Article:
I have a little complaint about, well, maybe it's not "abuse" in literal fact, but it certainly does not fall into "best practices" when it comes to publishing RSS feeds: post-dating posts so that they stay at the top of people's feed readers.

It seems to happen quite often. As I write this, this post by Richard Morse on Huffington Post has been sitting there for two days -- published on Friday, dated on Monday. Now I'm quite sure that Richard Morse may have just thought he was finding a way to publish his Monday blog post on Friday -- I can't say HuffPo is an "abuser" in post-dating posts -- but this is just one little incident of a posting behavior or tactic I've noticed a lot over the past weeks as I've worked to populate Shrook on a new computer. Personally I find it rather annoying.

People use the same tactic on less robust website platforms that don't have any other way to make a post "sticky." The net result is that the post also sits at the top of everyone's chronologically-sorted feed readers.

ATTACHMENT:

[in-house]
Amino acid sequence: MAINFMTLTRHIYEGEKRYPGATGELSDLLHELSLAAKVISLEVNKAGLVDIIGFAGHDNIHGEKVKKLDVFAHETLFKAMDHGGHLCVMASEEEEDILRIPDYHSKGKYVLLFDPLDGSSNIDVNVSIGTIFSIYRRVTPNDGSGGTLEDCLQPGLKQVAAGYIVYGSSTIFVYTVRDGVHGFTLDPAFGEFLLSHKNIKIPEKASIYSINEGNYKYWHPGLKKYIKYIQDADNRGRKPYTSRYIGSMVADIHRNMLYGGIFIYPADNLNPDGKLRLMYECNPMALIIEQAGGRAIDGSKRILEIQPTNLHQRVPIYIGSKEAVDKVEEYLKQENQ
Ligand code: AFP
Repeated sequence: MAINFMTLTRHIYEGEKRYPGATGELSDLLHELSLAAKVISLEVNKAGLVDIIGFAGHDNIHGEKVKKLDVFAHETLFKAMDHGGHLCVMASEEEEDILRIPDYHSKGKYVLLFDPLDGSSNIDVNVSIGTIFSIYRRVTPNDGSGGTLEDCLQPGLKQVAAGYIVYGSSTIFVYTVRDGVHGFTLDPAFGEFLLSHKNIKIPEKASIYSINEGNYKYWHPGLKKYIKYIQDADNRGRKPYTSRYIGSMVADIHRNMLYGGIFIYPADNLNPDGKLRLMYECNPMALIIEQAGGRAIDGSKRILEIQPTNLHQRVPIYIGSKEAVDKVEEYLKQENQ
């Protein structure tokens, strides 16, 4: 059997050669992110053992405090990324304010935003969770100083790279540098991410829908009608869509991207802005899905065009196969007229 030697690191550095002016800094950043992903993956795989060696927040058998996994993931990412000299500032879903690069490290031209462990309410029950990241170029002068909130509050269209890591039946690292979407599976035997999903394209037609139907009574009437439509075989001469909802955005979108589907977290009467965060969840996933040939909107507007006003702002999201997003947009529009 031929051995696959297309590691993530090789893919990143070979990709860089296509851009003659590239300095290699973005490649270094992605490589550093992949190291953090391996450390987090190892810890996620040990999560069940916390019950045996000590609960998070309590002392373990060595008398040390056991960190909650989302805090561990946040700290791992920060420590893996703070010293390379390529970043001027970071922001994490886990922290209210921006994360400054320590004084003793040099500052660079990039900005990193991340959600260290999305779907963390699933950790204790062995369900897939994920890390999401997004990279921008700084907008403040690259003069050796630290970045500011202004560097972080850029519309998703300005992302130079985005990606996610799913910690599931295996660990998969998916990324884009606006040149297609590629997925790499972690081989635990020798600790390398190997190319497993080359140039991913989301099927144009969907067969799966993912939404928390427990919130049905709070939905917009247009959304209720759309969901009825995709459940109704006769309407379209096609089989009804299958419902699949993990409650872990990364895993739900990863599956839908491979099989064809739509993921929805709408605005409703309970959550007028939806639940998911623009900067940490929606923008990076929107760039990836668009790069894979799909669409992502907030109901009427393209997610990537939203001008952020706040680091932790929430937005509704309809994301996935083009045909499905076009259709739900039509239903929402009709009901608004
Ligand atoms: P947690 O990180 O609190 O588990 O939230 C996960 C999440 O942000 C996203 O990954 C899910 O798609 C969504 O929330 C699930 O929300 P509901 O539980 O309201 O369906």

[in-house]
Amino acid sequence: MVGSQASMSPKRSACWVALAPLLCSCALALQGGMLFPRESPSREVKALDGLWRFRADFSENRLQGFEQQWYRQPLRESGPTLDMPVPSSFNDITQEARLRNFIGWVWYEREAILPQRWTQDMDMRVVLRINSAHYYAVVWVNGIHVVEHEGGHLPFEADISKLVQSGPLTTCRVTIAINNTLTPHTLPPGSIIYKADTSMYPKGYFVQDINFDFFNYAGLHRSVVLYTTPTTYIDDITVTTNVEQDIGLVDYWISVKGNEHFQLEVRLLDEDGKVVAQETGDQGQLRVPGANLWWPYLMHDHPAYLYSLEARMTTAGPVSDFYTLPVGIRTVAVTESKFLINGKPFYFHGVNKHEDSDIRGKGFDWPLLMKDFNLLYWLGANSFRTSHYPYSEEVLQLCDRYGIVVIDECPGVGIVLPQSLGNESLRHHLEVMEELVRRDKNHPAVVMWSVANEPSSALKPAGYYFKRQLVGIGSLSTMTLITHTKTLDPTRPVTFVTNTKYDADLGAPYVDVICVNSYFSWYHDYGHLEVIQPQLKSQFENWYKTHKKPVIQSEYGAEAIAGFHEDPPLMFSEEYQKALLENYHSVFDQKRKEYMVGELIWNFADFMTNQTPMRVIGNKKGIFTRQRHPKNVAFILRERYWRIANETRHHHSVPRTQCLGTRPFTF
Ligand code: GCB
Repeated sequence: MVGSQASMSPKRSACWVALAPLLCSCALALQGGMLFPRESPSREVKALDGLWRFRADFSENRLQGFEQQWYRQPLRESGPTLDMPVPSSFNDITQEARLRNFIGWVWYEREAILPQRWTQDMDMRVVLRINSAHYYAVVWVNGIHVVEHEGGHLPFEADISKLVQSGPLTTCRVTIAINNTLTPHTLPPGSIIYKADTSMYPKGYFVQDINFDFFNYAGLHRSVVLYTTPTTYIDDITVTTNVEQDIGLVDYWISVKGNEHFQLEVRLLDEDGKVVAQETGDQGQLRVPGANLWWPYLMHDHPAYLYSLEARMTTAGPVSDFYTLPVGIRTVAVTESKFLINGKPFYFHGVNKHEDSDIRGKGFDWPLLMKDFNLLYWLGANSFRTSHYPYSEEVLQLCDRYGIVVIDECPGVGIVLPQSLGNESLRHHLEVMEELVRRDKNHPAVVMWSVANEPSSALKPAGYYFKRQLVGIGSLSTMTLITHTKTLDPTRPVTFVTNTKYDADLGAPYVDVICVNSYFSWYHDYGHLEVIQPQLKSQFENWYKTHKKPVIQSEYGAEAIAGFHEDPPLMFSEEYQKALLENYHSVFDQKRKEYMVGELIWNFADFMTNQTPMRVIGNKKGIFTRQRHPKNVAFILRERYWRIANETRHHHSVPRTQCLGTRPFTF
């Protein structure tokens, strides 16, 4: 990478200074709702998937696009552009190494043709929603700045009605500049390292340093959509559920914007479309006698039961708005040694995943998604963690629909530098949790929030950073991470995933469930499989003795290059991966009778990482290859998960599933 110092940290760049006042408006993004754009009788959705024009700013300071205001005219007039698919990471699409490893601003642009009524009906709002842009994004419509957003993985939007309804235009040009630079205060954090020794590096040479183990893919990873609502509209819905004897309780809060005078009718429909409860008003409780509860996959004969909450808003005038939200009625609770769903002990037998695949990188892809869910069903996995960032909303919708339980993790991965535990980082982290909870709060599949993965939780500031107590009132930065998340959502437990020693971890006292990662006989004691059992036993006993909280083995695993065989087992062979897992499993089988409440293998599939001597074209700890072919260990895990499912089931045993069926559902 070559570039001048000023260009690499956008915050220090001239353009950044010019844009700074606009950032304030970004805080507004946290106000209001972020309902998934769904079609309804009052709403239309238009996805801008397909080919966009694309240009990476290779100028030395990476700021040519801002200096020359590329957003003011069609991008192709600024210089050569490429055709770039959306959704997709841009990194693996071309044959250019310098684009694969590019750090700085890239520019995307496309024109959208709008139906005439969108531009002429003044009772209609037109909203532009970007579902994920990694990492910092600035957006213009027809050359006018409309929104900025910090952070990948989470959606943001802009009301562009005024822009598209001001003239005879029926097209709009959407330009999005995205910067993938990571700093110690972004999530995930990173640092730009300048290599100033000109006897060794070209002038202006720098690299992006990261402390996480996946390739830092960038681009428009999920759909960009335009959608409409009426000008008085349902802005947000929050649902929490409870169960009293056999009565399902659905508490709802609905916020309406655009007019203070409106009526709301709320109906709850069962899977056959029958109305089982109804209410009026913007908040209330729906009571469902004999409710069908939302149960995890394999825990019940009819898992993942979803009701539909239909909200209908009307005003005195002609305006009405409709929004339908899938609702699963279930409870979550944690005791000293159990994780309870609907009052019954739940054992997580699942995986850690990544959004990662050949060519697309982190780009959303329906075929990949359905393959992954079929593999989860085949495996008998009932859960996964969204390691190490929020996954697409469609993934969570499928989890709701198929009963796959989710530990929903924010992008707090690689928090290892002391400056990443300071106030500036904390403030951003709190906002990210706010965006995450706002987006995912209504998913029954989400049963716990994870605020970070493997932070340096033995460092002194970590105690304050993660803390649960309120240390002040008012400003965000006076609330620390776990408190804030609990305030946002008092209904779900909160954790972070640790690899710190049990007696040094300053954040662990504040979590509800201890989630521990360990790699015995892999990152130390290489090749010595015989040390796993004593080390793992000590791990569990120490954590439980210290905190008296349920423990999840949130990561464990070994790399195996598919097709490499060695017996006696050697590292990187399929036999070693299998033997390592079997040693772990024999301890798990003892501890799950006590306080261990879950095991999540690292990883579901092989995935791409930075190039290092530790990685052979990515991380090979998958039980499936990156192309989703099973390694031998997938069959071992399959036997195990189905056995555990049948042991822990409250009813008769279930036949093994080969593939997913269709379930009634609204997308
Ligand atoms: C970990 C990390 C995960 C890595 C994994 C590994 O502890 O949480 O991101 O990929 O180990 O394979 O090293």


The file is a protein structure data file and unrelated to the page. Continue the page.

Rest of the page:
I've seen even more abusive behavior -- and this time I really do consider it to be abusive -- from websites that insist on re-publishing the same old content over and over. Everything. Oh hey! Did you manage to see our post about foobar? It's been up since 2004 but we've given it a new date so you're sure to notice it! Aren't we nice!

Ironically, I've seen this the most on "design"-related sites and Apple-related sites. I'm sorry, but designers and Macangelists really oughta know better, don't you think? One Mac tips kind of site would refresh its publication dates on all of its content, every day, so that the same 40 or 50 posts were barging their way up to the top of my RSS reader. They immediately were dropped from my reader. Who has the time to deal with such rudeness?

RSS is a really great tool for keeping up with scores of websites, as I do, but it's not an appropriate method for pushy website owners to, in effect, spam me with the same ol' same ol' rewrapped in a new publication date just to get at the front of the line. (Is there any "appropriate" method for that? Hmmmm ... naw!)